Cinque Terre on the western coast of Italy 8 & 9 October 2013


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October 10th 2013
Published: October 13th 2013
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Cinque Terre on the western coast of Italy 8 & 9 October 2013



Cinque Terre is a stretch of coast line on the northern section of the western coast of Italy. It is known for its stunning scenery of the Mediterranean coastline against the cliffs and ancient farmland of 5 villages which provide a lovely experience when wandering around the little streets. There are no cars in the villages and the only way to get to most of the villages is by train or walking up steep steps over headlands. The 2 days we spent walking and training up and down this stretch of coast line was magnificent weather.



On the 1st day we spent all afternoon, until 8.00pm exploring Riomaggiore, the furtherest town (caught a train to this village) then caught a train back to Monterosso (the 1st village) unintentially as the trains were late and the one we caught was an earlier express train that was running late and therefore didn't stop at the village we were planning to stop at. This didn't matter as we decided to walk to the 2nd village, Vernazza, which was the hardest walk apparently, 3 kms long. It took 1 hr 20min and initially it was very steep-going. The scenery was SPECTACULAR. We made sure we stopped frequently.



On this path, a local villager was selling a "freshly squeezed lemonchello" which he marketed very strongly. We decided to have one each. It was the sweetest drink I have tasted in years. It also had an incredibly strong alcohol kick and the lemon taste was somewhere in the background. Oh well, we thought, Tom at least wouldn't have a hypo!!!



After the walk, we decided to have a cold beer in Vernazza after looking around the village. This lead to having dinner there and watching the sunset – beautiful! We had to wait for the train so it all worked well.

While there, we learned of the destruction of a flash floor that happened in October 2011. Apparently, after several days of steady rain and with saturated soil, this one particular day they had 20 inches of rain. This caused the devastation. The little cove we saw, was almost completely covered in with mud.

During the same storm, one of the other coastal tracks was also washed away and is still out of action.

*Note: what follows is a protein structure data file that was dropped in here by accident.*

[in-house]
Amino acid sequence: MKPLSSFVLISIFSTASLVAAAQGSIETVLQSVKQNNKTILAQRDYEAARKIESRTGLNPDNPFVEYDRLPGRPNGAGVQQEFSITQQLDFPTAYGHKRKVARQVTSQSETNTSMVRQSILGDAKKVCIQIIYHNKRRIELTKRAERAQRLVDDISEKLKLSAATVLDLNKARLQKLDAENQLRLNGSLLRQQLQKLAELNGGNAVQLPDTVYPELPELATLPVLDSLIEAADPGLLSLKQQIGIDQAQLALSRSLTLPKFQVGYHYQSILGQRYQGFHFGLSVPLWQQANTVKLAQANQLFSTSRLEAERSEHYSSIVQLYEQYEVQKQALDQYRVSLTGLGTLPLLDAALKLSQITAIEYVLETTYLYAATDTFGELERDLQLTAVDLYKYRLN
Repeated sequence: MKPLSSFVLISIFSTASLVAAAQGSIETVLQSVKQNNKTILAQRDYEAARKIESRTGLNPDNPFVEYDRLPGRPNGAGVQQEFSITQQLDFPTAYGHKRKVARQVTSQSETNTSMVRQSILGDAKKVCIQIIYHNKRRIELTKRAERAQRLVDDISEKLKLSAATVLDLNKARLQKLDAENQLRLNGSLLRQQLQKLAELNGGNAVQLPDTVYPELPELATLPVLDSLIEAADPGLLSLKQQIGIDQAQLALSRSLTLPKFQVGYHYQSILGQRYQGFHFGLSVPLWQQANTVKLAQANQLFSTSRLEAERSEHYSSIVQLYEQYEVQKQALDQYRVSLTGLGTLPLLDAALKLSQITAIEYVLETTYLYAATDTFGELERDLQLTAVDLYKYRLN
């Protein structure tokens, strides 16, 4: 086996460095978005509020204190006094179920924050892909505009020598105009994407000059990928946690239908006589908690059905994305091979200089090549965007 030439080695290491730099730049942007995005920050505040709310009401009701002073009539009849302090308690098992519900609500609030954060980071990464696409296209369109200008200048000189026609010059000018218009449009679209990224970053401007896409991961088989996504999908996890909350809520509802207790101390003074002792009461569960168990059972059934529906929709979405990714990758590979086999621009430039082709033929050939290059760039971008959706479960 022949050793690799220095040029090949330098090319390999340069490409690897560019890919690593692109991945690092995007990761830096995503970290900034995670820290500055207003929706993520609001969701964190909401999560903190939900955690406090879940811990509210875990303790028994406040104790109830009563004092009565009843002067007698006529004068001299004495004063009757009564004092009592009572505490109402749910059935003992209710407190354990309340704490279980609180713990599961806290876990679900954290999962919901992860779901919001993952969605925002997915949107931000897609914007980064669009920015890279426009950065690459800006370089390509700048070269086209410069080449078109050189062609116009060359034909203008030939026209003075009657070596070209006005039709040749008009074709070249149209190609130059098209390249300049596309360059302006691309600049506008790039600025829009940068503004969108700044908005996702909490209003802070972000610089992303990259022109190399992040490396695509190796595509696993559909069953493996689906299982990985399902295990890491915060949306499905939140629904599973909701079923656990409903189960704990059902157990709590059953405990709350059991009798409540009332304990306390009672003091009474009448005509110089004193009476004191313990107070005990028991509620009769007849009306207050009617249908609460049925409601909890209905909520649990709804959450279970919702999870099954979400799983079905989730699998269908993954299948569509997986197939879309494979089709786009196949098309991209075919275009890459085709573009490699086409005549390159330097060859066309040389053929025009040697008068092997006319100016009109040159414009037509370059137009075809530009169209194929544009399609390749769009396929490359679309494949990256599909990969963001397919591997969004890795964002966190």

After dinner, we caught a train back to Monterosso. While waiting for the train back to our camp site at Deiva Marina, which took about 20 minutes, we stopped at a bar on the beach to see the remainder of the sunset, had a local bubbly and tapas (if we were still in Spain it would have been called that!!), before jumping on our train.



The weather was absolutely beautiful with blue sky and a few fluffy clouds. We were over dressed so tomorrow we made a mental note to be in shorter slacks.



The next day we caught the train to Manarola (number 4 village) and looked around yet another village which had character.



We then hopped back on the train to travel back to Corniglia. There was a massive flood in October 2011 and the coastal track between village number 3 & 5 (Corniglia and Riomaggiore) has been closed since then so we couldn't walk them.

It was lunch time by the time we arrived in Corniglia so we stopped at a restaurant and had minestrone soup with spaghetti (of course – we are in Italy!!). There was a major black cloud coming over the mountains and by the time we had finished lunch, it was spitting with rain. We wanted to walk the 4km track back to Vernazza (number 2 village), so not to be beaten by the rain, we bought a couple of umbrellas and started to walk. It started to rain even heavier, so we used this as an excuse to visit a bar for a drink – coffee!.



After that, the rain eased to a sprinkle so off we set. We were told that this 4 km path would take a shorter time as it is easier track than yesterday’s walk. They were right. We still had a lot of stone steps to climb and then down the other side but other than it being a little slippery because of the rain, the incline and declines were not as great.



The views were just as spectacular. We stopped many times to take it all in. The 4 kms took us just over 1 hour. The view we took in towards Vernezza, before our final descent, was beautiful. A young couple took our photo with the village in the background.



Satisfied we had seen all that we could had, and knowing that one can only eat and drink so much at the lovely restaurants, we hopped on our final train and made our way back to our camp site. We picked up the motor home and headed for Pisa. What beautiful memories (and photos) we will have of Cinque Terre.


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